Ponente Invitado: 

Prof. Frank Löffler
Center for Environmental Biotechnology
Department of Microbiology, Department of Civil & Environmental Engineering
The University of Tennessee
Biosciences Division, Oak Ridge National Laboratory
Fecha:  6 de Octubre - 11:00 am
Salones: LL 206

El Centro de Investigaciones en Ingeniería Ambiental de la Universidad de los Andes (CIIA) tiene el gusto de invitarlos a la presentación titulada "Losing Control Over Nitrogen: Nitrous Oxide Emissions on the Rise" a cargo del Profesor Frank Löffler  de la Universidad de Tennessee, Knoxville.

Esta presentación será en inglés.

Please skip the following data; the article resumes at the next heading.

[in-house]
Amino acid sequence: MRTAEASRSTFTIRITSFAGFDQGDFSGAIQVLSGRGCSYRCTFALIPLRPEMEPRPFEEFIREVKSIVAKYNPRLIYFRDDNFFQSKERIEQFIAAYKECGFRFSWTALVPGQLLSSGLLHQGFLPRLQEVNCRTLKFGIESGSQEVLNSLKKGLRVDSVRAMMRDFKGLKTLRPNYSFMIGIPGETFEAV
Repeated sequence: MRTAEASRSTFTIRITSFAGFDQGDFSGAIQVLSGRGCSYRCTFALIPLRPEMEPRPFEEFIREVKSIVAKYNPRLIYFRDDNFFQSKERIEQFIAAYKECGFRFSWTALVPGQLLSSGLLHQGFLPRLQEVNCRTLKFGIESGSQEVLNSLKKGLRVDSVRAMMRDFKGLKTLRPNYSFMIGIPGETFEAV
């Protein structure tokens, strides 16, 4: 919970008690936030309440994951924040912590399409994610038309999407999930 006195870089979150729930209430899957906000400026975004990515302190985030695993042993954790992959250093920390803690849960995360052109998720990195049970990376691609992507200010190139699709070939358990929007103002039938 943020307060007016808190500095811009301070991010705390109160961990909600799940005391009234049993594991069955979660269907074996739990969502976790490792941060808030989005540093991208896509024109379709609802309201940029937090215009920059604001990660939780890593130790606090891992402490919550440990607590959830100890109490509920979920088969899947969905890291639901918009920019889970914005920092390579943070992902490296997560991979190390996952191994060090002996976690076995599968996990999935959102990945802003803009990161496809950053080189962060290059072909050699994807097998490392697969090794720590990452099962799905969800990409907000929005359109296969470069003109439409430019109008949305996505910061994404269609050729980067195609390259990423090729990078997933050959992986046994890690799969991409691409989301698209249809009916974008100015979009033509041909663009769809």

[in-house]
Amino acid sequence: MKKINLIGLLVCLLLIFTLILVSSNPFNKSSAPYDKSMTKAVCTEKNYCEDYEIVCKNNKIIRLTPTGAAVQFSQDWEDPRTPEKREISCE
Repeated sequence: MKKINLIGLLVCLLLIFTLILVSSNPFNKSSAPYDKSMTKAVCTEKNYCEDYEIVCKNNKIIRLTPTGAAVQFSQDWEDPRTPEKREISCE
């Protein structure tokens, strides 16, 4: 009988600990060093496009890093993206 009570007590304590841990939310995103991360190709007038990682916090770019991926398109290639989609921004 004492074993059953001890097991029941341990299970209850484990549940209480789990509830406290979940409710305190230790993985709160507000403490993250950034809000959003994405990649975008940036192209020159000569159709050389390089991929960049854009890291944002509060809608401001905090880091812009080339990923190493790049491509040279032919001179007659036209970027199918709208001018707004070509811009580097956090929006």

The invention by Haber and Bosch to produce ammonium fertilizer from nitrogen and hydrogen revolutionized agricultural production and enabled the human population to reach 7 billion.  The Haber-Bosch process introduces about 100 Tg of reactive N per year into the environment worldwide as fertilizer, and the N cycle has been more perturbed than any other basic element cycle.  The unprecedented fertilizer input has major environmental consequences including elevated nitrate concentrations in drinking water and increased emissions of nitrous oxide (N2O), a potent greenhouse gas with ozone destruction potential.  The turnover of nitrogenous compounds in terrestrial and aqueous environments is almost entirely controlled by microbes, and their activities determine N2O fluxes.  While a variety of microbial processes contribute to N2O formation, the only known N2O consumption reaction involves N2O reductase (NosZ).  The canonical clade I-type N2O reductase of denitrifiers has been characterized but recent work discovered novel N2O reductases, which substantially expanded the diversity of this enzyme system.  Metagenomic surveys demonstrated that the novel clade II N2O reductases outnumber their clade I counterparts in the majority of soils.  Growth experiments with organisms harboring the different types of N2O reductase genes demonstrated that bacteria expressing clade II NosZ have significantly higher affinities to N2O suggesting they control N2O emissions to the atmosphere.  Detailed knowledge of the microbial groups controlling N2O consumption under environmentally relevant conditions may provide opportunities to curb N2O emissions from relevant soil ecosystems.